For the Democrats most eager to see Mr. Trump defeated, such inaction is not exactly bad news. They are happy to see him engage in whatever rhetorical food fight piques his interest on a given day.

This is a testimony to both the strength of McConnell’s convictions and to the weakness of Trump’s convictions,” said Geoff Garin, a Democratic pollster. “And it also speaks to the power of Mick Mulvaney, who may be the real deep state when all is said and done.”


Candidates Sen. Warren and Sen Sanders are looking for distinguishing markers of their candidacies. The road begins to narrow pretty soon for all of them.

A week before Sens. Elizabeth Warren (D-Mass.) and Bernie Sanders (I-Vt.) face off on a presidential debate stage for the first time, the two darlings of the Democratic Party’s left wing swept through Iowa, offering similar populist messages to audiences they’re wooing to shore up their candidacies.

Both camps acknowledge that just one standard-bearer for the liberal wing of the party will emerge from the early primaries. Each is hoping for a victory here.

Their trips highlighted that Warren and Sanders are betting their candidacies on divergent strategies, and they believe they can grow in different areas. Warren, faced with questions of electability, is trying to show her message appeals in unlikely places. Sanders, meanwhile, is fishing for votes among older Iowans more likely to support former vice president Joe Biden.

Warren packed a town hall on a steamy Friday morning in northwestern Iowa’s Sioux County, a picturesque patch of the state where the corn fields are dotted with occasional billboards supporting the military or advocating against abortion rights. Her campaign is hoping that strong showings in places like this can quiet critics who say her message is too divisive.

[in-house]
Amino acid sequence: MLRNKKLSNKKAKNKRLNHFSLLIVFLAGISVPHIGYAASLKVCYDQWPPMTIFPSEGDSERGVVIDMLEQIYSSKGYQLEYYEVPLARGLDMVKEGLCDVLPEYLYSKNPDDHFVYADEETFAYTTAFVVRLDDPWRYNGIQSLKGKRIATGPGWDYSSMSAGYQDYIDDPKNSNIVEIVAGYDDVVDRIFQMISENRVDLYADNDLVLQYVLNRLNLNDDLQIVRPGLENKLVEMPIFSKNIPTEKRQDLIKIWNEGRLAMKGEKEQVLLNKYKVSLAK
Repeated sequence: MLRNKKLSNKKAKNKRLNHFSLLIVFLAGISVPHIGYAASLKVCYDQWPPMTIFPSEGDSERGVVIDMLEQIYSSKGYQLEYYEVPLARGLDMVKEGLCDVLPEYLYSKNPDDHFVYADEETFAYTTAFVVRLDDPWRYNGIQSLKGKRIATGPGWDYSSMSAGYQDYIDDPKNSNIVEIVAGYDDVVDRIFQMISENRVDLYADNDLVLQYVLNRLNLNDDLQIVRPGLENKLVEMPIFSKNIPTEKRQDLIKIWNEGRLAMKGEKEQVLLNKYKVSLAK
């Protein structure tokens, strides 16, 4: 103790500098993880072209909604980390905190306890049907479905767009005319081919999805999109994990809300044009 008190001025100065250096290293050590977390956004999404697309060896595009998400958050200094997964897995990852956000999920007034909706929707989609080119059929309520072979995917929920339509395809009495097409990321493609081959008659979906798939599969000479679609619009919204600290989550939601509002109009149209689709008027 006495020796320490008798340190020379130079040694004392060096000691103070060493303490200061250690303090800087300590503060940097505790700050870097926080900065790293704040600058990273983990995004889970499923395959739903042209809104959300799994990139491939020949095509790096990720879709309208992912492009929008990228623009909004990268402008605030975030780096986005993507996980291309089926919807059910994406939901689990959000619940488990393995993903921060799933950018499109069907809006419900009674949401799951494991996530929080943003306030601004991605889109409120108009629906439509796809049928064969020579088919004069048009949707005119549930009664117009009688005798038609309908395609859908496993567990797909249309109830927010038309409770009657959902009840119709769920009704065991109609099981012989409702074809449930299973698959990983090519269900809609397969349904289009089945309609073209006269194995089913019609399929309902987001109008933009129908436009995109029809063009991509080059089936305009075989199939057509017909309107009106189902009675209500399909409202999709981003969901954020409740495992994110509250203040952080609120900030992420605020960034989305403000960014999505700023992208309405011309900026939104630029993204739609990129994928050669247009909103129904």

Sanders focused his tour of Iowa on seniors, holding intimate events designed to woo voters who’ve been mostly unpersuaded his candidacy.



The Blue Wave rolls on… :ocean:

As Rep. Martha Roby (R-AL) announced Friday that she would not seek re-election to the U.S. House in 2020, it capped a three day stretch in which three GOP lawmakers in Congress announced they would retire instead of trying for another term in on Capitol Hill.

“Wow! That makes 3 in 3 days before the August break!” tweeted Rep. Billy Long (R-MO), who predicted that more announcements could be coming after Congress returns from a six week summer break.

Roby’s decision also means that two of the 13 GOP women in the U.S. House are retiring - Susan Brooks (R-IN) is the other.

So far, eight House members have decided to retire instead of running for re-election, or seeking another office - six of those eight have been Republicans.

Two other House Republicans are running for another office, along with one Democrat.

Retirements skewed to one party are often an indicator of how that side feels about the next election.


Watch the Democratic presidential debates on CNN and CNNGo at 8 p.m. ET Tuesday, July 30



First Night of the Second Round of the Democratic Primary Debates



Fact check:




Rep. Mike Conaway of Texas will not seek reelection in 2020, according to multiple GOP sources, becoming the fifth Republican to announce their retirement over the past two weeks.

Conaway has served in Congress for 15 years, but stepped into the national spotlight in 2017 when he was tasked with leading the House Intelligence Committee’s probe into Russian interference in the 2016 election. The panel’s then-chairman, Rep. Devin Nunes (R-Calif.), had agreed to step aside from the investigation amid ethics charges against him.


Rep Mike Conaway (R-TX)
Rep Paul Mitchell (R-Mich)
Rep Martha Roby (R-Ala)
Rep Pete Olson (R-TX)
Rep Rob Woodall (R-GA)

Retiring from Congress to seek different office
Rep Bradley Byrne (R Ala)
Rep Gianforte (F-Mont)